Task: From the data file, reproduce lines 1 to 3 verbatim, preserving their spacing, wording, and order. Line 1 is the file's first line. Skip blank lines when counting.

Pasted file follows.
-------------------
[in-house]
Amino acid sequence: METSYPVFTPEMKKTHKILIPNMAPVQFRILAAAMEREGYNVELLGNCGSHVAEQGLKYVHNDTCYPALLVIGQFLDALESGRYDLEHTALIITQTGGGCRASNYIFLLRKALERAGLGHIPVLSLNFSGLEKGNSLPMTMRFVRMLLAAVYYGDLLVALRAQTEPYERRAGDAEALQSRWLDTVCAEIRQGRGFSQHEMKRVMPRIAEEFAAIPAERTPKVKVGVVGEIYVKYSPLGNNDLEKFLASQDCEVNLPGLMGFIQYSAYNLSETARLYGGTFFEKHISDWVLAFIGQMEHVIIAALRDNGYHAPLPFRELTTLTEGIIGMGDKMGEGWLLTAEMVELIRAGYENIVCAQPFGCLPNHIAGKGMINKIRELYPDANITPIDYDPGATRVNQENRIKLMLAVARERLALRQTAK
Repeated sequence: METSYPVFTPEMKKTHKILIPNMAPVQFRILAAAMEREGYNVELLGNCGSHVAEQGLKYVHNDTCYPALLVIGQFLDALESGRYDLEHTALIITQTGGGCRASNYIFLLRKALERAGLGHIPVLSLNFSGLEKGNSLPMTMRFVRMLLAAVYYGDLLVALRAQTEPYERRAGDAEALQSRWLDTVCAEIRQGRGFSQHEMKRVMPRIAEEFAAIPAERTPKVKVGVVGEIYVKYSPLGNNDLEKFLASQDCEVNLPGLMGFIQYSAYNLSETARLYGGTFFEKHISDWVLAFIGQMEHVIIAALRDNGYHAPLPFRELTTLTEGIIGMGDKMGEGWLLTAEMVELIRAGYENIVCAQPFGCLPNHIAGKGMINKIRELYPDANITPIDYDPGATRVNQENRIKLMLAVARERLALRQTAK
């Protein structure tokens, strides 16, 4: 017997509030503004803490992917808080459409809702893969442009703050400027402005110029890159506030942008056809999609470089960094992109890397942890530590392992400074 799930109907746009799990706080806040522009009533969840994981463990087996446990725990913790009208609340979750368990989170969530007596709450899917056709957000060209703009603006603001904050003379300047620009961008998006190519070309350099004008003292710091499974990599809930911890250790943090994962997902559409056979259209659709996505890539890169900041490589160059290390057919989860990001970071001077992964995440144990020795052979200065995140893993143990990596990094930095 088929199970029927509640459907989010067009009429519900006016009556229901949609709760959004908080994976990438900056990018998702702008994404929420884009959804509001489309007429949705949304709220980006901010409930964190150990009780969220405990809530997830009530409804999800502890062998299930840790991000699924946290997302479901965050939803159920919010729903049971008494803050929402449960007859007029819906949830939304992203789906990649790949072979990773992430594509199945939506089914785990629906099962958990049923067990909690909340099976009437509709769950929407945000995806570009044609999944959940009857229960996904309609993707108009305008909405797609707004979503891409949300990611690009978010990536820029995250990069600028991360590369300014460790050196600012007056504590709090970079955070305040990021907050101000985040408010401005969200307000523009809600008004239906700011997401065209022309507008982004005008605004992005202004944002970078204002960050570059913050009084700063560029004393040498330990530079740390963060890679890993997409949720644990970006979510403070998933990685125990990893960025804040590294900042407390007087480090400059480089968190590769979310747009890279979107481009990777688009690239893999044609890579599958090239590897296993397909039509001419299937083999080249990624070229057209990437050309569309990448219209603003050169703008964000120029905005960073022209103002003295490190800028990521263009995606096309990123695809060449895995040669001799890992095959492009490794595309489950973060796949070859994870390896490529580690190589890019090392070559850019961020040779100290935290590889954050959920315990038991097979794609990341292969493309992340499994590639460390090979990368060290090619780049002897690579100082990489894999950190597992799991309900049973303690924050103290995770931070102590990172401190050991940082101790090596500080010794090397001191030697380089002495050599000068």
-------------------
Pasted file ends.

[in-house]
Amino acid sequence: METSYPVFTPEMKKTHKILIPNMAPVQFRILAAAMEREGYNVELLGNCGSHVAEQGLKYVHNDTCYPALLVIGQFLDALESGRYDLEHTALIITQTGGGCRASNYIFLLRKALERAGLGHIPVLSLNFSGLEKGNSLPMTMRFVRMLLAAVYYGDLLVALRAQTEPYERRAGDAEALQSRWLDTVCAEIRQGRGFSQHEMKRVMPRIAEEFAAIPAERTPKVKVGVVGEIYVKYSPLGNNDLEKFLASQDCEVNLPGLMGFIQYSAYNLSETARLYGGTFFEKHISDWVLAFIGQMEHVIIAALRDNGYHAPLPFRELTTLTEGIIGMGDKMGEGWLLTAEMVELIRAGYENIVCAQPFGCLPNHIAGKGMINKIRELYPDANITPIDYDPGATRVNQENRIKLMLAVARERLALRQTAK
Repeated sequence: METSYPVFTPEMKKTHKILIPNMAPVQFRILAAAMEREGYNVELLGNCGSHVAEQGLKYVHNDTCYPALLVIGQFLDALESGRYDLEHTALIITQTGGGCRASNYIFLLRKALERAGLGHIPVLSLNFSGLEKGNSLPMTMRFVRMLLAAVYYGDLLVALRAQTEPYERRAGDAEALQSRWLDTVCAEIRQGRGFSQHEMKRVMPRIAEEFAAIPAERTPKVKVGVVGEIYVKYSPLGNNDLEKFLASQDCEVNLPGLMGFIQYSAYNLSETARLYGGTFFEKHISDWVLAFIGQMEHVIIAALRDNGYHAPLPFRELTTLTEGIIGMGDKMGEGWLLTAEMVELIRAGYENIVCAQPFGCLPNHIAGKGMINKIRELYPDANITPIDYDPGATRVNQENRIKLMLAVARERLALRQTAK